Dilapidated Westside Tennis Club closed – probably for good

The most recent efforts to revive the long-struggling Westside Tennis Club were abandoned in May, when the Miami-based partnership that purchased the property eight months ago was dissolved and the sole remaining owner finally – wisely – pulled the plug.

There’s no good reason for anyone to try again.

The financial investment needed to breathe new life into the worn-out facility, neglected in too many ways for far too many years, is no longer worth what surely would be a disappointing and probably dismal return.

Even a conservative estimate would put the cost of the overhaul the club needs at $500,000, and that doesn’t include the purchase price of the property, which sold for $575,000 when Ramon Amilibia’s Sports World Association bought it last September.

So why bother?

Not only would paying the monthly bills be a challenge, but there’s probably no realistic chance to turn the kind of profit necessary to justify the initial investment.

“That’s the mistake made by the people from outside Vero Beach,” said Alain Mignolet, who has owned the Twin Oaks Tennis Club on Sixth Avenue for 28 years. “They see this beautiful property. They hear that Vero Beach is a tennis town. They hear that area is growing, see all the new construction and believe they can make it work.

“But there’s something they don’t know.”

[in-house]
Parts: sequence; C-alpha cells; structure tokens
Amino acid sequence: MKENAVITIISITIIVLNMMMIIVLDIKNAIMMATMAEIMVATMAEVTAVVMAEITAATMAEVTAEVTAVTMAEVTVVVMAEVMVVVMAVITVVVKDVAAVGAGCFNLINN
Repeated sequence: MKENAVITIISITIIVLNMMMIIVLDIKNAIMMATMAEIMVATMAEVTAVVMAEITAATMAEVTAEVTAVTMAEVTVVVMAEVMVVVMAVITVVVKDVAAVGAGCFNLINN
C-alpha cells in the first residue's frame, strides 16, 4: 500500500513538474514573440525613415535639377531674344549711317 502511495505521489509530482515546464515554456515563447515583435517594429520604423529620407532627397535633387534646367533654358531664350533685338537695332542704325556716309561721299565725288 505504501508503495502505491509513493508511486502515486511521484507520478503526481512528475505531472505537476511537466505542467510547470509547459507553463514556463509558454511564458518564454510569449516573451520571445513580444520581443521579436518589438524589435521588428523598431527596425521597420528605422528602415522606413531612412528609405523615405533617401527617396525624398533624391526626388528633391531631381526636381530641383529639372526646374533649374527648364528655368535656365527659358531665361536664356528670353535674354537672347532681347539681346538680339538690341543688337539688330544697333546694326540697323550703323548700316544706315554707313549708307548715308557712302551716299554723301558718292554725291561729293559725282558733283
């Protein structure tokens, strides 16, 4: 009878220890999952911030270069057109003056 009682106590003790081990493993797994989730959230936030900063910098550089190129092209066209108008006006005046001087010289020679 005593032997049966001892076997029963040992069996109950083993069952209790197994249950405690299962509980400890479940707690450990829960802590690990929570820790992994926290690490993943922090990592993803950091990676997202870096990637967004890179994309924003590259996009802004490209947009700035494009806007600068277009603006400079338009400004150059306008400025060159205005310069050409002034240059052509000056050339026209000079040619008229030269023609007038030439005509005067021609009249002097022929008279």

They don’t know that Vero Beach, which has a lot of tennis players for a community of its size, doesn’t have enough players to adequately support the clubs already here – particularly the independent clubs on the mainland.

For years, in fact, Westside struggled to compete with Twin Oaks, The Boulevard Tennis Club and especially the Vero Beach Tennis Club at Timber Ridge.

“The club hasn’t made money in 25 years,” Mignolet said.

Not much changed when Westside was sold to the Amilibia partnership, which included tennis pros Danilo Zivanovic and Greg Levy.

The new owners didn’t significantly improve the facility and eventually lost more than a dozen members who complained that the courts had become too dangerous to play on.

“All we asked was that they give us safe, playable courts, and they couldn’t even do that,” said Dick Habeshian, one of more than 20 former Westside members now playing at the Vero Beach Tennis Club. “They said all the right things when they came in, but they didn’t follow through.

“They were absentee managers, trying to run the club from Miami,” he added. “At the end, they had a very indifferent attitude.”

By then, though, Zivanovic and Levy – Amilibia was the money man – surely knew they had misjudged the Vero tennis market. They knew Westside would never become what they had deluded themselves into believing.

They realized what many longtime members of the Vero Beach tennis community have known for years: There are too many clubs and not enough players to make all of them profitable.

And the recent resurgence of The Boulevard, which was bought by a new ownership group in January 2017 and has more than doubled its membership over the past 18 months, has made the challenge even greater for the mainland’s other clubs.

So Amilibia folded.

Even if you got it for free, I don’t think you could make money there,” Mignolet said.

So why bother?

Westside’s demise actually makes the Vero Beach tennis community healthier – because there’s still the same number of players in town, but one less club for them to join.

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